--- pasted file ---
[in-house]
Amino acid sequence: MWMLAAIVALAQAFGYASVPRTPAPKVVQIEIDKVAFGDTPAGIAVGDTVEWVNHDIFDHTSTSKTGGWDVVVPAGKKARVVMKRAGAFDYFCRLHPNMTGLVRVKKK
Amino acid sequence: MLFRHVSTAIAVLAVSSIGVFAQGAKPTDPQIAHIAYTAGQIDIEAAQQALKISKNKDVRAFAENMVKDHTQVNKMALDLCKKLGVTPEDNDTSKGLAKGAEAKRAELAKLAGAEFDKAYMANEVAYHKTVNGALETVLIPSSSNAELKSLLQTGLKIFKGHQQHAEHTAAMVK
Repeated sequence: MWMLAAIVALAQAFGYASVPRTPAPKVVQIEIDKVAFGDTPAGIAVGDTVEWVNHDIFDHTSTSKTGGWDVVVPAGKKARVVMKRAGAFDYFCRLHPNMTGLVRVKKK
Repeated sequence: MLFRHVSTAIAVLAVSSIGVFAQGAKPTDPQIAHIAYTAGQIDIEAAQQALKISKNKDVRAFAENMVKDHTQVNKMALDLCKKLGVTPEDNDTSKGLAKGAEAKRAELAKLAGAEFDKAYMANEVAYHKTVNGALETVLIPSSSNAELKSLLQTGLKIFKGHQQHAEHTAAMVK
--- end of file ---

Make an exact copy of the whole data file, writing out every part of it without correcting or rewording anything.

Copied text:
[in-house]
Amino acid sequence: MWMLAAIVALAQAFGYASVPRTPAPKVVQIEIDKVAFGDTPAGIAVGDTVEWVNHDIFDHTSTSKTGGWDVVVPAGKKARVVMKRAGAFDYFCRLHPNMTGLVRVKKK
Amino acid sequence: MLFRHVSTAIAVLAVSSIGVFAQGAKPTDPQIAHIAYTAGQIDIEAAQQALKISKNKDVRAFAENMVKDHTQVNKMALDLCKKLGVTPEDNDTSKGLAKGAEAKRAELAKLAGAEFDKAYMANEVAYHKTVNGALETVLIPSSSNAELKSLLQTGLKIFKGHQQHAEHTAAMVK
Repeated sequence: MWMLAAIVALAQAFGYASVPRTPAPKVVQIEIDKVAFGDTPAGIAVGDTVEWVNHDIFDHTSTSKTGGWDVVVPAGKKARVVMKRAGAFDYFCRLHPNMTGLVRVKKK
Repeated sequence: MLFRHVSTAIAVLAVSSIGVFAQGAKPTDPQIAHIAYTAGQIDIEAAQQALKISKNKDVRAFAENMVKDHTQVNKMALDLCKKLGVTPEDNDTSKGLAKGAEAKRAELAKLAGAEFDKAYMANEVAYHKTVNGALETVLIPSSSNAELKSLLQTGLKIFKGHQQHAEHTAAMVK